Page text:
2019-04-23 00:43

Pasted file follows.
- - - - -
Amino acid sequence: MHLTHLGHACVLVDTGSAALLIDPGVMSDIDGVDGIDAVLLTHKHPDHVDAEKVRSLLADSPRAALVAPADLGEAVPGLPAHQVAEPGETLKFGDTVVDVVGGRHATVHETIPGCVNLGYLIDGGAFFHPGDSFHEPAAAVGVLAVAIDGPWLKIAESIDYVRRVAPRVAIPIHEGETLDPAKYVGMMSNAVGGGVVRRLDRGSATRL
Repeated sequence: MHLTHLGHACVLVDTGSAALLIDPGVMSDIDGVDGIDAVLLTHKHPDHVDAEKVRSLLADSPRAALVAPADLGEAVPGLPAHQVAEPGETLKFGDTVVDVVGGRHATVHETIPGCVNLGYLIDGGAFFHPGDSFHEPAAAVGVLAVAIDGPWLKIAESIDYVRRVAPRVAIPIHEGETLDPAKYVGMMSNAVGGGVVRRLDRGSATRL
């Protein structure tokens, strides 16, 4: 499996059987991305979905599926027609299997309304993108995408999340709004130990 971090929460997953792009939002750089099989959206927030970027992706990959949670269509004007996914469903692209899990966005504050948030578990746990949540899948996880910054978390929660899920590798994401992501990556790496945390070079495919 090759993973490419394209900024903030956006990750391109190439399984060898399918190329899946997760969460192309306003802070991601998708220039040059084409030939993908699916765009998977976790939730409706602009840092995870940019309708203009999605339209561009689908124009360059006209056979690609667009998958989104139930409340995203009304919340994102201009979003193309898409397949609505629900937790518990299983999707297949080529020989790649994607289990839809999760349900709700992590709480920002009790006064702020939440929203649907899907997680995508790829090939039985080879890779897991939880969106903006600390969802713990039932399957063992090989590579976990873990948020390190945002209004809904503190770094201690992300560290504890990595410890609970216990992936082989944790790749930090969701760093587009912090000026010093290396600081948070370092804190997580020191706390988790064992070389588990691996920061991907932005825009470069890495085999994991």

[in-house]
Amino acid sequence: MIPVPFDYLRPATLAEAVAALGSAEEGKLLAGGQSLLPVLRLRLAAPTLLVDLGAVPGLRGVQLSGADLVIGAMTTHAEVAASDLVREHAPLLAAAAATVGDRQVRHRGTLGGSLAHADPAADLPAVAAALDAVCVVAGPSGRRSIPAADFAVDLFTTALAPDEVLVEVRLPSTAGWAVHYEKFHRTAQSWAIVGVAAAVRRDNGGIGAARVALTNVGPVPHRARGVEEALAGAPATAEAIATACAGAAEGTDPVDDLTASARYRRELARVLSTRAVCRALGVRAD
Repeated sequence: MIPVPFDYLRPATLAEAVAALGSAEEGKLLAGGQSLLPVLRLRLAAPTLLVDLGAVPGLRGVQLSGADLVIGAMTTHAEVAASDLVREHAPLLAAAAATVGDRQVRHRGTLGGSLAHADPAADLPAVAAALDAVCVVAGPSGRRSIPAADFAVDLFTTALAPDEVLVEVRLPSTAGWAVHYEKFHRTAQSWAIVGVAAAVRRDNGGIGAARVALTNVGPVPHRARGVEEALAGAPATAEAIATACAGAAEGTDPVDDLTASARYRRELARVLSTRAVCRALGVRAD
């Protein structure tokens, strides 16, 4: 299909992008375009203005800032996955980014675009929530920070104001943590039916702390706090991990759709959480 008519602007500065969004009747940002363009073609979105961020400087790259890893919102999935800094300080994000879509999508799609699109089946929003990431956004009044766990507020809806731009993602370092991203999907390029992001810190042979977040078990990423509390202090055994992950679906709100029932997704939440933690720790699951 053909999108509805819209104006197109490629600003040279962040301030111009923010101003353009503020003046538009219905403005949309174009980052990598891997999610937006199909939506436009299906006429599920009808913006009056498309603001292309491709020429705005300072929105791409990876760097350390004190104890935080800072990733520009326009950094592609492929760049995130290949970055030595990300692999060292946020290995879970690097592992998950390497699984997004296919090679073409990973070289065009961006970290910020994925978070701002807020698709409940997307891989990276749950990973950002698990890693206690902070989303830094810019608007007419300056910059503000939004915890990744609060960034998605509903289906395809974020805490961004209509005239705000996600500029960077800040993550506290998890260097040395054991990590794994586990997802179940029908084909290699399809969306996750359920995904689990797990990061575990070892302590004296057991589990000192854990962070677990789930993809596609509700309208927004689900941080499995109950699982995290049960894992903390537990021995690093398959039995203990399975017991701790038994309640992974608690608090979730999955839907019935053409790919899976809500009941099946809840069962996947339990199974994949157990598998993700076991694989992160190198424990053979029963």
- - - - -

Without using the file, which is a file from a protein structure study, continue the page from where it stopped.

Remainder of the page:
Often when I start reading a book, I have a pretty good idea of what to expect. But once in a while, I am surprised, and Something Red was one of the biggest and best reading surprises I’ve had in a long time. Nicholas is a master storyteller and has the rare skill of being able gradually build a sense of dread and terror in such a way that it virtually sneaks up on the reader. This is a rather quiet story that relies not on big action scenes, but on an irresistible mix of wonderful characters and carefully constructed moments that add up to an amazing reading experience.Set in thirteenth century England during an especially nasty winter, Molly and her band of friends are trying to cross a mountain pass with their wagons ahead of the impending heavy snows. Molly is an Irish woman of indeterminate age who brews potions and is able to communicate with crows. Her travelling companions are granddaughter Nemain (pronounced “Nevan”), a young girl in her teens who helps Molly make her concoctions and is able to sense danger; Jack, Molly’s lover and protector, a mysterious and silent man who is not able to speak but is a strong and passionate defender; and Hob, Molly’s thirteen-year-old apprentice whose main job is caring for the ox that pulls Molly’s wagon. The story is told in third person mostly from Hob’s point of view and takes place in a monastery, an inn, and a castle, as the troupe battles their way from place to place in the terrible winter snows that are gradually getting worse. As they make their way through the dark and snowy woods between each location, the feeling that something is stalking them is keenly felt by everyone in the troupe. And when the danger becomes real and horribly mutilated bodies begin to turn up, Molly and Jack come up with a dangerous plan to save those who are still alive.The lilting Irish brogue of the characters was hard to get used to at first, but once I caught on to the rhythm and beauty of the language, I couldn’t imagine this book being written any other way. Nicholas is a poet, and his love of language shines through in every sentence. His descriptions, especially those involving the senses, are so vivid that I imagined I could feel the biting cold of the snow and even smell the coppery scent of blood. Although this is a fantasy, the fantastical elements are subtle, lying just beneath the surface of the story, waiting to jump out when you least expect them. I also loved the historical authenticity that Nicholas brings to the book, as he scatters words like “escaffignons” and “cotehardie” throughout the story.Although I loved everything about this book, my favorite part of Something Red was the characters. Despite the unseen horror that is stalking them through the forest, there is a certain charm to the story that’s hard to explain, but I’m sure the characters have a lot to do with it. Molly, the leader of the group, has an almost mythic quality about her. She’s a woman who can seemingly do anything (throw knives, win at chess, heal the dying), and although she is a grandmother and is described as having gray hair, I never pictured her as an older woman. Her granddaughter Nemain, who just happens to be in love with Hob, is a mystery as well. Nicholas describes her in his typical poetic fashion: “Her silence was that of one who carries gold in a secret purse, hoping not to be noticed.” Fiercely devoted to Molly, Jack is a larger-than-life character with an intriguing back story that eventually emerges later in the book, and also explains why he is mute. Not only does he defend Molly, Nemain and Hob against the various dangers they encounter, but the author injects a touch of bawdiness into the story when describing his prowess in bed.But of all the characters, I loved Hob the most. At its core, this is a coming-of-age story, and Hob goes through many changes before emerging a man at the end. One of his most endearing features is his love for Milo the ox, who also loves him back and will do anything Hob asks of him. Any coming-of-age story worth its salt wouldn’t be complete without first love, and Nicholas makes sure Hob experiences love and desire for the first time, but in a controlled and subtle way. Like the looming horrors in the snow, Hob’s awareness of his desire seems to grow alongside the terror, as he experiences the pain and confusion of first love.Eventually Molly and her troupe are able to put a name to the evil and confront it, in a wonderfully surprising way. Nicholas brings in several shady characters later in the story who could be responsible for the horrific killings, but he keeps the reader guessing almost to the end. In the final pages as Hob makes the transition from child to adult, the snow begins to melt and winter turns to spring. I had goose bumps as I read the final page and longed to know that thing all writers want their readers to feel at the end of a story: What Happens Next.Many thanks to the publisher (Atria/Emily Bestler Books) for a review copy. This review originally appeared on Books, Bones & Buffy.